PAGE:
The media is practically on fire with an invective directed against President Joe Biden for how this inglorious withdrawal from Afghanistan is being conducted. Most critics are implying that absent Biden’s withdrawal, none of this chaos would have happened and the Ghani government and military would have remained in power indefinitely.
Those critics are dead wrong.
Biden’s biggest mistake may have been believing that the Afghan government and military we spent two full decades and $1 trillion building wasn’t so fragile that it would collapse like a house of cards the first time it was required to stand on its own.
That the American people are upset is entirely reasonable. In fact, they should be very angry. They deserve to know why our nation-building effort – financed on the blood of American troops – was such a colossal failure, especially when they had been led to believe that the mission was succeeding. As will become more and more clear as time passes, the American people were, bluntly put, duped into supporting this war.
The deception necessary to support such a monstrous lie required many and reinforcing participants. It started at the top, led first by Presidents George W. Bush and Barak Obama. Virtually every commanding general and every Secretary of Defense since 9/11 claimed that things were improving in Afghanistan. Members of Congress supported the fiction, either because they were themselves duped by Administration officials and general officers, or through willing participation. The media, too, shares a portion of the blame.
When the years began piling up of routine claims of “progress” and success, there was rarely any pushback. They merely reported what the generals or presidents said, giving the impression that the statements were accurate. Rarely were any senior officials challenged on the accuracy of their claims, regardless of the fact the claims were regularly undercut by evidence. It’s not as though the truth weren’t out there, however.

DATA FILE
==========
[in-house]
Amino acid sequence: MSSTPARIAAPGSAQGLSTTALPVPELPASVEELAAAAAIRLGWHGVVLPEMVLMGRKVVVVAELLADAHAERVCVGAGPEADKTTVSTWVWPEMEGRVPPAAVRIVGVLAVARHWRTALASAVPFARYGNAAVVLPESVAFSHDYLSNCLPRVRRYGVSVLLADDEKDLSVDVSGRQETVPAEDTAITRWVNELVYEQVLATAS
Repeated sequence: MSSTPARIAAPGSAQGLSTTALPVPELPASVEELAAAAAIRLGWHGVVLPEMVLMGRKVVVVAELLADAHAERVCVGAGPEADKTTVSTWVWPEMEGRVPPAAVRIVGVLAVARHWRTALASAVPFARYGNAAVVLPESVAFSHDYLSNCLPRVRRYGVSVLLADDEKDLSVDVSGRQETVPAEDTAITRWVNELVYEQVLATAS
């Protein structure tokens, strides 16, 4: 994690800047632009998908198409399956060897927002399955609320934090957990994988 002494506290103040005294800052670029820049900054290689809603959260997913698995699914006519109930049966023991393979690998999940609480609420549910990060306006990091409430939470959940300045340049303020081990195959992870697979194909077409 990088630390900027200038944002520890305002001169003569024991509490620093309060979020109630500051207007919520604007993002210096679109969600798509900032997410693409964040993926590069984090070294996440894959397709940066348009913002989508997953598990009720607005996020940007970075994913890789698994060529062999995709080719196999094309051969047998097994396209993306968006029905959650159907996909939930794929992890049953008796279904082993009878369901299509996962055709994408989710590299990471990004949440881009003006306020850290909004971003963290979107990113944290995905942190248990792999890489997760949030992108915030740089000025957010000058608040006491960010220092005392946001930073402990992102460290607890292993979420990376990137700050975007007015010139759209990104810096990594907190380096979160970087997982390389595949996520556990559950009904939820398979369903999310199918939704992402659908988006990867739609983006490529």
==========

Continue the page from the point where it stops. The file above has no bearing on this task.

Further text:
I wrote four analyses and reports from 2009 through 2012 that explained, in detail, that we weren’t winning the war and why. In April 2009 I wrote, “The Afghan Mistake” in which I argued that before Obama doubled the number of troops to Afghanistan, “there are some unpleasant facts we must face and hard questions we must answer. Failure to do so could perversely result in paying more to lose.” Six months later I wrote that Obama should not surge an additional 30,000 troops to Afghanistan.
“It must be frankly stated,” I wrote, that if the president were to order the surge, it would “almost certainly result in significant numbers of American combat troops remaining deployed in Afghanistan for another five to 10 years.” In 2010 I observed that none of the errors I had identified had been corrected, and in fact, more mistakes were piling up.
In “War on the Brink of Failure,” I starkly warned that absent a “major change in the status quo that currently dominates in Afghanistan, the U.S.-led military effort there will fail to accomplish the president’s objectives and, despite our best effort to spin it otherwise, we will lose the war in Afghanistan.” Two years later, after my second combat deployment to Afghanistan in which I saw, first hand, the vast gulf between public claims of success by our senior leaders and the truth on the ground, I asked “how many more men must die in support of a mission that is not succeeding?”